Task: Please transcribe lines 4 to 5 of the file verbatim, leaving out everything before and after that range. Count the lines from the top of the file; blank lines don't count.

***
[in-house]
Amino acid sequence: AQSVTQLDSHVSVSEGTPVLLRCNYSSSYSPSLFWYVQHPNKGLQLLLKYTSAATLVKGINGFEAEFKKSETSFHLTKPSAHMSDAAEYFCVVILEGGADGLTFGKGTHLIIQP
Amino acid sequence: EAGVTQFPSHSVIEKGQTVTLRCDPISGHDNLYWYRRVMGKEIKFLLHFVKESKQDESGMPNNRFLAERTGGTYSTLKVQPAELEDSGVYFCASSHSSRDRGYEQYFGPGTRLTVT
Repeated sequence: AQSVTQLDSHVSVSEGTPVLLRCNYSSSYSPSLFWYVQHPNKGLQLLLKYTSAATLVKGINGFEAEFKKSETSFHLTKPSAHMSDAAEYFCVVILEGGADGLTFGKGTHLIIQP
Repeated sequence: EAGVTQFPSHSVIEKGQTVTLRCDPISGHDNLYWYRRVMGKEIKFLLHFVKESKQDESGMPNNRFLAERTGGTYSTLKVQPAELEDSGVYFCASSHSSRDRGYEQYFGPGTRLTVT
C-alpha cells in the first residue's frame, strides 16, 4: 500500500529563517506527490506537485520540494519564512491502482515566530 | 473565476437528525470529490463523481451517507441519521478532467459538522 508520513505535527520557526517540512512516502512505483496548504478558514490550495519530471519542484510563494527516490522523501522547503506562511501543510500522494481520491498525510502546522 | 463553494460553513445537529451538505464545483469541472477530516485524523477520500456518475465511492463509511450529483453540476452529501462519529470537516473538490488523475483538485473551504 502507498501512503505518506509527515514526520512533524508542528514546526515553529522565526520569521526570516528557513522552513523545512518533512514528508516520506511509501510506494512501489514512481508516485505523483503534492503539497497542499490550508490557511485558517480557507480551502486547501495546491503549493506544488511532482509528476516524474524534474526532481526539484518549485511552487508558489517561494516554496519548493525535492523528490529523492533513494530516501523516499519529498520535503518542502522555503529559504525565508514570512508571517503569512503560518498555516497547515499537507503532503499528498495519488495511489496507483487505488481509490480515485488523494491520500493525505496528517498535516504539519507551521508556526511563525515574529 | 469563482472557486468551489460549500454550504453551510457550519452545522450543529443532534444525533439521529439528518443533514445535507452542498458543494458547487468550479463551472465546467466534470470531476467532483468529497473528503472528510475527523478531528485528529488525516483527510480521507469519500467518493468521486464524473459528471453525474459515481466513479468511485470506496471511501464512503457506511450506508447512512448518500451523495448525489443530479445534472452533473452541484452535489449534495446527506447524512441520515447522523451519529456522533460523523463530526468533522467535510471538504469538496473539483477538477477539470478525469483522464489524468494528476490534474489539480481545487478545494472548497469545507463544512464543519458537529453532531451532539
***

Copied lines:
Repeated sequence: AQSVTQLDSHVSVSEGTPVLLRCNYSSSYSPSLFWYVQHPNKGLQLLLKYTSAATLVKGINGFEAEFKKSETSFHLTKPSAHMSDAAEYFCVVILEGGADGLTFGKGTHLIIQP
Repeated sequence: EAGVTQFPSHSVIEKGQTVTLRCDPISGHDNLYWYRRVMGKEIKFLLHFVKESKQDESGMPNNRFLAERTGGTYSTLKVQPAELEDSGVYFCASSHSSRDRGYEQYFGPGTRLTVT